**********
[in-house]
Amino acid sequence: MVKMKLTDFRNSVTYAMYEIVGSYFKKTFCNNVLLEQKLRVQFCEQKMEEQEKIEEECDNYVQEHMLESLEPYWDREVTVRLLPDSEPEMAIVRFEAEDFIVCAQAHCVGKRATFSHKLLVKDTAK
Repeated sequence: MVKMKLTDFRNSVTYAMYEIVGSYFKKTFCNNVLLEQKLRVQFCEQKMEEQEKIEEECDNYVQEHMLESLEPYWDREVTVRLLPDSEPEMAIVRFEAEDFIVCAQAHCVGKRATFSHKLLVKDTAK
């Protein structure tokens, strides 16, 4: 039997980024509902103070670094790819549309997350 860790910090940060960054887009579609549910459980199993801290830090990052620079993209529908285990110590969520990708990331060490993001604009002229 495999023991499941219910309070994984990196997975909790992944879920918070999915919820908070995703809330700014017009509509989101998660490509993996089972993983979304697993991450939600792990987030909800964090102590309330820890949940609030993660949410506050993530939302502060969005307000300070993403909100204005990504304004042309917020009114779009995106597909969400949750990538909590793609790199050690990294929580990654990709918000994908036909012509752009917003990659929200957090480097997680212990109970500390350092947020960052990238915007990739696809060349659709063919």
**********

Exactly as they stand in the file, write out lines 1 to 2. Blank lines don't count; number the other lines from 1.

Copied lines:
[in-house]
Amino acid sequence: MVKMKLTDFRNSVTYAMYEIVGSYFKKTFCNNVLLEQKLRVQFCEQKMEEQEKIEEECDNYVQEHMLESLEPYWDREVTVRLLPDSEPEMAIVRFEAEDFIVCAQAHCVGKRATFSHKLLVKDTAK